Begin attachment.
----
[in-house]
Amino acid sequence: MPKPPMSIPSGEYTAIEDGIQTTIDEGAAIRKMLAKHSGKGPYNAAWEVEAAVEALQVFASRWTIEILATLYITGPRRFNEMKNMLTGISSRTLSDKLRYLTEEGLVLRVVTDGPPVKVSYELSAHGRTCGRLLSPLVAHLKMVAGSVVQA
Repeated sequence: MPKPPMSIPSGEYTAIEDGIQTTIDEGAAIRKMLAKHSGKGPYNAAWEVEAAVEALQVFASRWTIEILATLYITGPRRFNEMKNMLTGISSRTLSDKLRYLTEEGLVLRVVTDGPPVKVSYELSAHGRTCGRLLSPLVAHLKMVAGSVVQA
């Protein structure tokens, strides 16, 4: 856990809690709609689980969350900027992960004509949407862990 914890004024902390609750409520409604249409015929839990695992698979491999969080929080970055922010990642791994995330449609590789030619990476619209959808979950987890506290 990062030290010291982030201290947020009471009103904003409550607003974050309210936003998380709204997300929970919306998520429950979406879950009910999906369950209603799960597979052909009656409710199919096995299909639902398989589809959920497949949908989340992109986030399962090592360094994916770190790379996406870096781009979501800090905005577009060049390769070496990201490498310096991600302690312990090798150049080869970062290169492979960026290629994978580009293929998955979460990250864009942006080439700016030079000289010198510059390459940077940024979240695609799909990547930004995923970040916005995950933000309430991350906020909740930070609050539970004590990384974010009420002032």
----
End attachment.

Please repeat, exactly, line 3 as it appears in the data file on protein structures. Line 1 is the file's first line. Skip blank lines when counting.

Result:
Repeated sequence: MPKPPMSIPSGEYTAIEDGIQTTIDEGAAIRKMLAKHSGKGPYNAAWEVEAAVEALQVFASRWTIEILATLYITGPRRFNEMKNMLTGISSRTLSDKLRYLTEEGLVLRVVTDGPPVKVSYELSAHGRTCGRLLSPLVAHLKMVAGSVVQA